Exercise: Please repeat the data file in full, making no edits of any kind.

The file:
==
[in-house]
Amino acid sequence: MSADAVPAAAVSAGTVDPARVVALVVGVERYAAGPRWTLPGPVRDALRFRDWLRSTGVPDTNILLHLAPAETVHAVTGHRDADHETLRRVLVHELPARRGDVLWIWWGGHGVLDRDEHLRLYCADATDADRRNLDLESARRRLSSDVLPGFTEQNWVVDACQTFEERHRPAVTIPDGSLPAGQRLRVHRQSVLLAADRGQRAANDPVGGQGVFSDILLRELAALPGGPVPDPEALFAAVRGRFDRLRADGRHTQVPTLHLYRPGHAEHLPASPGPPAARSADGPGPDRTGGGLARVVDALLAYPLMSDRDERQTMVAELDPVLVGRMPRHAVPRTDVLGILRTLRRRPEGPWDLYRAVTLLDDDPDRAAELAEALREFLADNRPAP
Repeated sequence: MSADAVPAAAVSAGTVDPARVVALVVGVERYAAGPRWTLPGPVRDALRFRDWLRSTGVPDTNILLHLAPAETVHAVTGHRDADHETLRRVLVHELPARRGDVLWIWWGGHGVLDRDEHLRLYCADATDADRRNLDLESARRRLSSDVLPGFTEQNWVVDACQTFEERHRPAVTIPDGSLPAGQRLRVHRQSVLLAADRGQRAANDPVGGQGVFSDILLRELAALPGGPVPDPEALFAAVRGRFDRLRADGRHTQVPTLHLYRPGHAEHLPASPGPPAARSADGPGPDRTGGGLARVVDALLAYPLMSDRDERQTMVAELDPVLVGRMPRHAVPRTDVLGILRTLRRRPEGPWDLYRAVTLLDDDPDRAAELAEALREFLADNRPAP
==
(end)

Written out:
[in-house]
Amino acid sequence: MSADAVPAAAVSAGTVDPARVVALVVGVERYAAGPRWTLPGPVRDALRFRDWLRSTGVPDTNILLHLAPAETVHAVTGHRDADHETLRRVLVHELPARRGDVLWIWWGGHGVLDRDEHLRLYCADATDADRRNLDLESARRRLSSDVLPGFTEQNWVVDACQTFEERHRPAVTIPDGSLPAGQRLRVHRQSVLLAADRGQRAANDPVGGQGVFSDILLRELAALPGGPVPDPEALFAAVRGRFDRLRADGRHTQVPTLHLYRPGHAEHLPASPGPPAARSADGPGPDRTGGGLARVVDALLAYPLMSDRDERQTMVAELDPVLVGRMPRHAVPRTDVLGILRTLRRRPEGPWDLYRAVTLLDDDPDRAAELAEALREFLADNRPAP
Repeated sequence: MSADAVPAAAVSAGTVDPARVVALVVGVERYAAGPRWTLPGPVRDALRFRDWLRSTGVPDTNILLHLAPAETVHAVTGHRDADHETLRRVLVHELPARRGDVLWIWWGGHGVLDRDEHLRLYCADATDADRRNLDLESARRRLSSDVLPGFTEQNWVVDACQTFEERHRPAVTIPDGSLPAGQRLRVHRQSVLLAADRGQRAANDPVGGQGVFSDILLRELAALPGGPVPDPEALFAAVRGRFDRLRADGRHTQVPTLHLYRPGHAEHLPASPGPPAARSADGPGPDRTGGGLARVVDALLAYPLMSDRDERQTMVAELDPVLVGRMPRHAVPRTDVLGILRTLRRRPEGPWDLYRAVTLLDDDPDRAAELAEALREFLADNRPAP